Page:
Monday: 08.January.2007

Blogs & Blogging

I often get mail on the subject blogs and blogging, from readers interested in joining the fray. My thoughts:

I think *everybody* should contribute to the online collection of information we call the web, cuz everybody has an area of expertise, which can help those in need. It's good karma and we all reap what we sow.

But I advise against blogging primarily for profit, cuz you can never be sure that what you write will generate an audience, much less produce an income.

If you have a passion about a certain subject, and want to share what you've learned with others > great! But if you merely want to earn cash, there are usually better options.

today's entry continued here

Blogging can be divided into two parts: technical & personal. Writing about technical stuff needs to be done as if *everybody* were reading it. In other words, it needs to be well-researched, well-organized and well-written.

Blogging about personal things, on the other hand, needs to be written as if *nobody* were reading. In other words, you need to feel comfortable sharing your innermost feelings (brutal honesty)...

... which isn't easy, cuz not only will your friends be reading (who will naturally be supportive), but also your enemies (who can use what you write against you). That takes courage. (Yes, things I've posted here have shown up in court.)

Regarding blogging about technical subjects: technology these days is so cool that it's easy for people to get interested. Problem is, there are many people already writing about technology. The field is crowded. Your goal is to find the road less-traveled.

Your best strategy would be to find a niche (such as NightOwl's Guide to Creating Bootable CD/DVDs) and focus on that. NightOwl's guide does surprisingly well, even tho I originally advised against it, thinking he'd find little audience. (I was wrong.)

Blogging about personal things is more touch-n-go. The best personal blogs, I feel, are those written by people who are honest with themselves .. especially about their flaws & fears .. typically those who don't care what others think of them. (I still care, but not nearly as much as I used to.)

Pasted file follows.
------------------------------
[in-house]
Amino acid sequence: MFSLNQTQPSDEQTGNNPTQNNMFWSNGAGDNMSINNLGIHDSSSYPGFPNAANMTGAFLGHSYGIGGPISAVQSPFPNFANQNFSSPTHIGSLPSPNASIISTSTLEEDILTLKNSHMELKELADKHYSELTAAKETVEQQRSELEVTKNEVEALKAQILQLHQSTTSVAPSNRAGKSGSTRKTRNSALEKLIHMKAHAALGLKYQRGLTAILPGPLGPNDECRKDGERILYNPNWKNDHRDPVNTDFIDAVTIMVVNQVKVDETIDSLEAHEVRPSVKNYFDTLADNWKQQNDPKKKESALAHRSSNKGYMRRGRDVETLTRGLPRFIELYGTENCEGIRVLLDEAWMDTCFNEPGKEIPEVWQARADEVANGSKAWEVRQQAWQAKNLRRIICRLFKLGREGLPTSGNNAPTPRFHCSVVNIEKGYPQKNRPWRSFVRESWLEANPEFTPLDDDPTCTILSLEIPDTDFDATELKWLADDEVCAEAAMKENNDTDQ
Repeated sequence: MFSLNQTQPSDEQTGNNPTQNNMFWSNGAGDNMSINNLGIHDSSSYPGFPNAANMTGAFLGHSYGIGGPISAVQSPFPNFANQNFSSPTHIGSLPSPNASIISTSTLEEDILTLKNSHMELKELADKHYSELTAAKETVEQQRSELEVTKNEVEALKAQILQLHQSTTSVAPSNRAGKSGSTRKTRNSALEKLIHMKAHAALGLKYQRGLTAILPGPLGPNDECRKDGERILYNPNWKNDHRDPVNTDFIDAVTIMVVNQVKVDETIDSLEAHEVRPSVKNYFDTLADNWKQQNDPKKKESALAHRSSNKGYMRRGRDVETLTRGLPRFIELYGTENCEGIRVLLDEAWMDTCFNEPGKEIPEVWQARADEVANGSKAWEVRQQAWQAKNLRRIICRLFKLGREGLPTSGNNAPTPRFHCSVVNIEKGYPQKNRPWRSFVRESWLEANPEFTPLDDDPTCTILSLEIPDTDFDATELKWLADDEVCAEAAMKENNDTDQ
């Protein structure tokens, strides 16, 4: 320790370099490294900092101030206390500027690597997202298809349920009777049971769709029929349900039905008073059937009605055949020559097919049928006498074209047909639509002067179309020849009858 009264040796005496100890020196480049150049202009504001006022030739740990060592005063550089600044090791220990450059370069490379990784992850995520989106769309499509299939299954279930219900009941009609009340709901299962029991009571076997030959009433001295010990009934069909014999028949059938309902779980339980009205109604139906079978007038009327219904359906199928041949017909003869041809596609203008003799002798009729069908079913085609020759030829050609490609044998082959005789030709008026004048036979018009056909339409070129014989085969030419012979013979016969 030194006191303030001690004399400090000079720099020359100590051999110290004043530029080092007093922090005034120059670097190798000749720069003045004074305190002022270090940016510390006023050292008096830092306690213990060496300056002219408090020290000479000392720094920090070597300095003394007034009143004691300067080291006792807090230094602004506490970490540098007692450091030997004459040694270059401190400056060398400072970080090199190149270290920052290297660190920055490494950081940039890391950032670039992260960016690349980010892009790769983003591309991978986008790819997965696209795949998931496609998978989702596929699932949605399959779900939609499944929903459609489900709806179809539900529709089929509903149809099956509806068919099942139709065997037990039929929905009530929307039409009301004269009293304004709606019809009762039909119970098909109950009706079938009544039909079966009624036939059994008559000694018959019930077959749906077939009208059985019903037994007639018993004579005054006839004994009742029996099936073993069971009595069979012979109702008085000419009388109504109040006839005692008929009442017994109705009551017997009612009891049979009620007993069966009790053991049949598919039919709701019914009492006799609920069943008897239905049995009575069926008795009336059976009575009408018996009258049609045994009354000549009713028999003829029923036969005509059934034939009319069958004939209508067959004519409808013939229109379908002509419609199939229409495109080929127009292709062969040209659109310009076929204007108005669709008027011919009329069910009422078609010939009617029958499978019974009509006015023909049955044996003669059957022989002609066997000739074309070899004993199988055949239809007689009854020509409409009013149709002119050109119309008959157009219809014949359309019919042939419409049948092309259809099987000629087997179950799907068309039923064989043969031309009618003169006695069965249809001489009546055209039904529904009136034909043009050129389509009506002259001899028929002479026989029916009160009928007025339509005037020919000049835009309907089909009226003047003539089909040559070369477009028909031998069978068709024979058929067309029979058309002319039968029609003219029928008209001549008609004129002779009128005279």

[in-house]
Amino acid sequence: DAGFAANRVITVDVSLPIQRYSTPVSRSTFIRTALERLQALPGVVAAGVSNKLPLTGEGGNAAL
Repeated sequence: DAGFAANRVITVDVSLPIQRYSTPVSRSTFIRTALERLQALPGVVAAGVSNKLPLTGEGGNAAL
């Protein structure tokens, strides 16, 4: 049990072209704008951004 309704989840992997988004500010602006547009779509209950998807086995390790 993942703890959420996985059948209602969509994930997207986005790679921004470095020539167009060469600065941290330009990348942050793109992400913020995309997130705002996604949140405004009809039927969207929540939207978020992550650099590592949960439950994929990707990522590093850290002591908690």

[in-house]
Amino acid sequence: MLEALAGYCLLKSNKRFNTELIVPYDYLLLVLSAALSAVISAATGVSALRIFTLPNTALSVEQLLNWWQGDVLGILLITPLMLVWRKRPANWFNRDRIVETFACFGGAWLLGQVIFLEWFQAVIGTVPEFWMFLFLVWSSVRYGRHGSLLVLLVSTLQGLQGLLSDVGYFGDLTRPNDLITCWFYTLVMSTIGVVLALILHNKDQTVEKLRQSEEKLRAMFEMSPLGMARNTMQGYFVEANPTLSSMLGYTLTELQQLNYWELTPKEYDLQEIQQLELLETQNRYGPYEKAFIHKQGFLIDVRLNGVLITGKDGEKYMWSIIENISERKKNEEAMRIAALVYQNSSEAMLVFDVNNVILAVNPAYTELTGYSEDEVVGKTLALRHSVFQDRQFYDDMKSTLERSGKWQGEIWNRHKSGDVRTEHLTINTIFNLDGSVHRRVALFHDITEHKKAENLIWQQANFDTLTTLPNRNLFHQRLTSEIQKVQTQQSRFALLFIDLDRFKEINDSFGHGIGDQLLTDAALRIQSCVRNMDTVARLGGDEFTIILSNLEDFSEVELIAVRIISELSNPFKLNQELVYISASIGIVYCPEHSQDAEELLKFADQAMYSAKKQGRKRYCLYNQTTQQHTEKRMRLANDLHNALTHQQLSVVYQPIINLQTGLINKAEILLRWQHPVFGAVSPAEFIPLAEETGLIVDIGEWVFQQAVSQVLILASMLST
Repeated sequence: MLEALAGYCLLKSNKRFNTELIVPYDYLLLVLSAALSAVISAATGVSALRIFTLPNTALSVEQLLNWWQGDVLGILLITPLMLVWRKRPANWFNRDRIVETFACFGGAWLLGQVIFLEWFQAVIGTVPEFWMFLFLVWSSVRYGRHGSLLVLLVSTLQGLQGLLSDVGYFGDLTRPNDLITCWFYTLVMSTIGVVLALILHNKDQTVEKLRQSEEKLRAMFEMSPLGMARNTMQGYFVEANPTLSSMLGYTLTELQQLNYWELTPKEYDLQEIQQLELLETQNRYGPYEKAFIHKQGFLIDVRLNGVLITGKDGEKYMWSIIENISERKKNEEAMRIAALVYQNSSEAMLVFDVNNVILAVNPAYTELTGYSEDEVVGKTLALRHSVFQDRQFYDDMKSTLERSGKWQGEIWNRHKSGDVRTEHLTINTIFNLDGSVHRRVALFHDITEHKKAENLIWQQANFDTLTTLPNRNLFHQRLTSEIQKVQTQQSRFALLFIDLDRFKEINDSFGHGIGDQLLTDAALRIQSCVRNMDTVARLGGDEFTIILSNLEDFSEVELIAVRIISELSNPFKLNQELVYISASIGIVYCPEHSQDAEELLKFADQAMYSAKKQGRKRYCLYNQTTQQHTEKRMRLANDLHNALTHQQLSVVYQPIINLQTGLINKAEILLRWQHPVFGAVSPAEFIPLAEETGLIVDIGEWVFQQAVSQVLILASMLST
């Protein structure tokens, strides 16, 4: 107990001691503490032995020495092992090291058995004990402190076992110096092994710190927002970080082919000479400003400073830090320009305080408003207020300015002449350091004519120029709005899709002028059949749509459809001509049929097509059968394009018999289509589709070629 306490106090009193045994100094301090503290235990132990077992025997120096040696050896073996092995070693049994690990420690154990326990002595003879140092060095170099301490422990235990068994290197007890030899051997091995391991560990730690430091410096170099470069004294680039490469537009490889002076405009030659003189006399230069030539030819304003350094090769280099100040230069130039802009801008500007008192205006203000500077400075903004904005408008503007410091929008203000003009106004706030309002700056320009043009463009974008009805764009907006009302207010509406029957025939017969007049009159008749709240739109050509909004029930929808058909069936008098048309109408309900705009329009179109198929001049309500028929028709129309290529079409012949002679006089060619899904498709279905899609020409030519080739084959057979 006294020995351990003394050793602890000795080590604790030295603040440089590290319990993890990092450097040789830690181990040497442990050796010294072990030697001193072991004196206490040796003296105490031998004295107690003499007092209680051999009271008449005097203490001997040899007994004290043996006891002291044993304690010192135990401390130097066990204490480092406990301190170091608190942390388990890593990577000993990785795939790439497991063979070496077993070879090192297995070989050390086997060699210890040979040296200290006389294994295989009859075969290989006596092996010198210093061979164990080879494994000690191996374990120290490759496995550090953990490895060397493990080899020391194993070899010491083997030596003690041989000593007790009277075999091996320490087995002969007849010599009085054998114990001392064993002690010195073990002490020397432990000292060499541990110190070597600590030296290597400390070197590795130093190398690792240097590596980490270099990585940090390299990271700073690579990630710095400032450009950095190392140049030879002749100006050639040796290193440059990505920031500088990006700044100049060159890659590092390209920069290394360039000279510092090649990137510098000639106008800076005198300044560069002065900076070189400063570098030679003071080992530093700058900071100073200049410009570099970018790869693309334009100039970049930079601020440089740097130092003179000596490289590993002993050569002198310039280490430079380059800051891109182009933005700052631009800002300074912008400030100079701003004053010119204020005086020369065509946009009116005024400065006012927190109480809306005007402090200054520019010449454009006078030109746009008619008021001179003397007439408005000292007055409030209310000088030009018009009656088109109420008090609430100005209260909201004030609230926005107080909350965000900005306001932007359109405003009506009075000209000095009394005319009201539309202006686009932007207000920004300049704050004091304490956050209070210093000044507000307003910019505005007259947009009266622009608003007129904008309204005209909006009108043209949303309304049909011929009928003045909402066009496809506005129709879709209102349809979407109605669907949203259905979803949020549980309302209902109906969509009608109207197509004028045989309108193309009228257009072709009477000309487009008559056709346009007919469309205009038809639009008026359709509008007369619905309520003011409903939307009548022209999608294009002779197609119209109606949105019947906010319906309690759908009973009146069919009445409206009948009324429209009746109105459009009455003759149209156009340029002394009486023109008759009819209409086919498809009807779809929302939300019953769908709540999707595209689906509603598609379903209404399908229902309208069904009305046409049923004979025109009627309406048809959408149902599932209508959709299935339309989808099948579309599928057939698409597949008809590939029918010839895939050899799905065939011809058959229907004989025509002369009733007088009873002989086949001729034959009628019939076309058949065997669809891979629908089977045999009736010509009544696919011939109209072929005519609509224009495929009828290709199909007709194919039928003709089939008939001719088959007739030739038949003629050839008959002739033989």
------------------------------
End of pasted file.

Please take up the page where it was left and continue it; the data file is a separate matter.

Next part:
I write as a form of therapy, similar to writing in a journal (which I've done), or soaking in a hot-spring (which I've also done). Most of the site's income is generated by the technical articles (the guides, which contain many more pages), so the personal part is all gravy, and I can write about whatever I feel (uh, to a point).

I think it would be difficult to blog about personal things if your livelihood depended on it.

Also, I never write, just to write. Rather I wait until I have something meaningful to say. I'd rather say nothing, than waste my reader's time with empty words. I need to be able to feel what I write. The words need to flow. If I ever have to force them, it's not right and won't work. Normally I have more things to say that time to post them.

Lastly, hyperlinks are what make the 'Net so cool, and if a writer isn't peppering their text with a generous sprinkling, then they aren't taking advantage of blogging's coolest feature. Well-placed hyperlinks give an article depth and show an author has done his homework.

I liked blogging better when there wasn't a word for it .. cuz now you get lumped into a group and labeled. I've been doing this since before there was a word for it, and I much better enjoyed the idea of being a lone wolf. You won't find very many blogs which pre-date Radified.

The best bloggers (I feel) heed the advice of the ancients: Know Thyself, and are willing to share what they've found .. not only the good, but also the bad and the ugly (flaws and fears). I also enjoy reading blogs where I learn something new.

If I were gonna start a blog today, and had my own server, and wanted an easy installation, I'd use WordPress (free). If money were no object and I was not very technically oriented, and didn't have my own server, I'd use TypePad ($50 to $150 per year).

If I were a techie/geek, and enjoyed a challenging installation, and wanted to use the absolute *best* blogging software available on the planet, I'd use MovableType (which I decided upon).

The end. If you need more info on this subject, here's a Google search pre-configured for the query: blog+blogging





Posted by Rad at January 8, 2007 04:06 PM

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